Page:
offices, (4) Eurostat: Demographic Statistics, (5) Secretariat of the Pacific Community: Statistics and Demography Programme, and (6) U.S. Census Bureau: International Database.
  • Source

Population dataset

  • Official name: Population, total
  • Details: Total population is based on the de facto definition of population, which counts all residents regardless of legal status or citizenship–except for refugees not permanently settled in the country of asylum, who are generally considered part of the population of their country of origin. The values shown are midyear estimates.
  • Sources: (1) United Nations Population Division. World Population Prospects, (2) United Nations Statistical Division. Population and Vital Statistics Report (various years), (3) Census reports and other statistical publications from national statistical
    offices, (4) Eurostat: Demographic Statistics, (5) Secretariat of the Pacific Community:
    Statistics and Demography Programme, and (6) U.S. Census Bureau: International
  • Source

 

Data filtering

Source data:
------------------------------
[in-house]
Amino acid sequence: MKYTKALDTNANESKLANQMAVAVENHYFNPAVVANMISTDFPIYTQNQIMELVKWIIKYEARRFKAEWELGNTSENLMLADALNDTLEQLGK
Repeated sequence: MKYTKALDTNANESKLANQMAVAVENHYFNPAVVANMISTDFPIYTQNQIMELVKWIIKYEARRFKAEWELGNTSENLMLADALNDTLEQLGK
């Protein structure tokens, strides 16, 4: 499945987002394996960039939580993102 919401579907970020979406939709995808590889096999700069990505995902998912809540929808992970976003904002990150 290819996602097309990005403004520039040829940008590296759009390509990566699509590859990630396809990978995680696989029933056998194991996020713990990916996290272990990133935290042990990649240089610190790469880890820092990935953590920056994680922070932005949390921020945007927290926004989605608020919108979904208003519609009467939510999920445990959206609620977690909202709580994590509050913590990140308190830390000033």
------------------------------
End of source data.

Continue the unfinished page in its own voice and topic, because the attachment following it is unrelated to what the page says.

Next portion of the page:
We decided to remove for each dataset all entries (countries) with NA (NULL value). For pairwise analyses (say, comparing fertility versus and population and versus life expectancy) we only included countries and years shared among the three datasets in order to make fair comparisons. In other words, include countries and years that are represented by all datasets. Dimensions of matrices are: fertility, life expectancy and population are of size |country| × |year|.

Results

Boxplots of datasets over time and by world region

This section includes boxplots of each dataset over time (from 1960s to early 2010s). Additionally the distribution of values given world region is shown.

Fertility

We show that fertility is decreasing over time:

fig1